With a sub-woofer, the Preludes come into their own. Without a sub the sound is damn good. Very listenable. Very easy to live with. Most systems that get the mid-range right (and this speaker certainly does) are largely over-the hump in those ways. The Prelude has outstanding mid-bass to high frequency sound, and if you like that you could order them tonight, on my say-so. Sooner or later, for deep bass you could pick a sub-woofer in your price range and you would have a very superior stereo system for music, or the beginning of a home theater surround system. All you'd need then, is the Silverline's Center Channel speaker, and a pair of the Silverline Mini's for the two surround channels. For a lot less money, you'd be close to the "best in class." You'd be doing very well for a reasonably-priced, very high-performing system that won't burn the skin off your ear-drums.

The Amenities

The speaker comes with the capability for bi-wiring, and that can sometimes bring a notch better performance. They also come in a vinyl wood-grain (cherry or rosewood) finish, which is at least OK, possibly better than OK depending on your definition. In addition, the Preludes come with a base stabilizer attachment that gives them a larger paw-print, greater balance, and makes them harder to knock over. The cherry wood color on my review sample has a black fabric grill cover, and the base is also black. They measure 40 x 5 x 8 inches, and they weigh 60 lbs. per pair. It is claimed they can handle 10-300 watts each. I wouldn't test them with a 300-watt amp, but I will say they sound pretty good on my 8-watt Sonic Impact switching amp. I'd guess around 25-50 watts would be all they'd need to sound their best. They produce astonishing sounds with my Fisher 50A, push-pull triode, Williamson type amps, at 50-watts per side. Talk about your illusion of live music in the room: the Preludes can deliver that with well-engineered CDs.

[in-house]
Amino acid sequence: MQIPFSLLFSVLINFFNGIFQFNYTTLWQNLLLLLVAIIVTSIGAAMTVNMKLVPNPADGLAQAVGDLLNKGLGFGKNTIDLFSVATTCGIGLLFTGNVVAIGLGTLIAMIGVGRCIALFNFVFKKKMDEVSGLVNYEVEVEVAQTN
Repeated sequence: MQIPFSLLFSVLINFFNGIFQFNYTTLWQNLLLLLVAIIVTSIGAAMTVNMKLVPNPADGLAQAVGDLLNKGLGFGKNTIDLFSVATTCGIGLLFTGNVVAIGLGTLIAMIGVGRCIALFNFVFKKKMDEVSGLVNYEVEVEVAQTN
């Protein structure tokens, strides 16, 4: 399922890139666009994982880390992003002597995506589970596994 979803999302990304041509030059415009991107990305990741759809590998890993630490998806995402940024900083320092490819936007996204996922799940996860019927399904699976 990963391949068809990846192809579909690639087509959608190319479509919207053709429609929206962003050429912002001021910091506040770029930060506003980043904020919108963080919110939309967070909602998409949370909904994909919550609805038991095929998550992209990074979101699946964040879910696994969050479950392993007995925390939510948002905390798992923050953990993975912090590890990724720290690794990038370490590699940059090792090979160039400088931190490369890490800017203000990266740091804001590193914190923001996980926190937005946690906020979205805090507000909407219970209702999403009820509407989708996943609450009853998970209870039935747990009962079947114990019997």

To Summarize

The Silverline Preludes are a very special speaker. They are very good on the high end without sounding a bit "tizzy," "etched," or "harsh." They also are excellent on the mid-range, very fast without sounding electro-mechanical, which is to say they "sound natural." They do exceptionally well on reproducing the human voice. They do well on high-quality solid-state electronics, and sound even more natural on tubed equipment. They have the kind of bass that will do fine in small to medium sized rooms, or in apartments where you can't play bass-heavy music without getting a rash of complaints from your neighbors. On the other hand, if you want a really superior sounding stereo system that will play loudly enough for larger sized rooms, you could get the self-powered sub-woofer of your choice and you'd really have good sound without bank-breaking cost. At $1200 per pair, you'd be getting a lot of bang for your buck with Silverline Preludes.

Recommended.

A Brief Post Script

In this season of gift-giving, any red-blooded American audiophile ought to consider such speakers as Silverline's Preludes for his kid going off to college, or for his wife to listen to in her boudoir, or for himself as reward for doing such a good job taking care of the family for the past year. They can be the speaker that provides non-fatiguing music for him alone, or for the whole family's home theater surround sound system. So maybe it's time to do The Stroll down to your local audio boutique, or to get in touch with Alan Yun himself at sales@silverlineaudio.com to order a pair. If you value sweet, natural-sounding speakers, you won't be sorry.

Ciao Bambini.

Max Dudious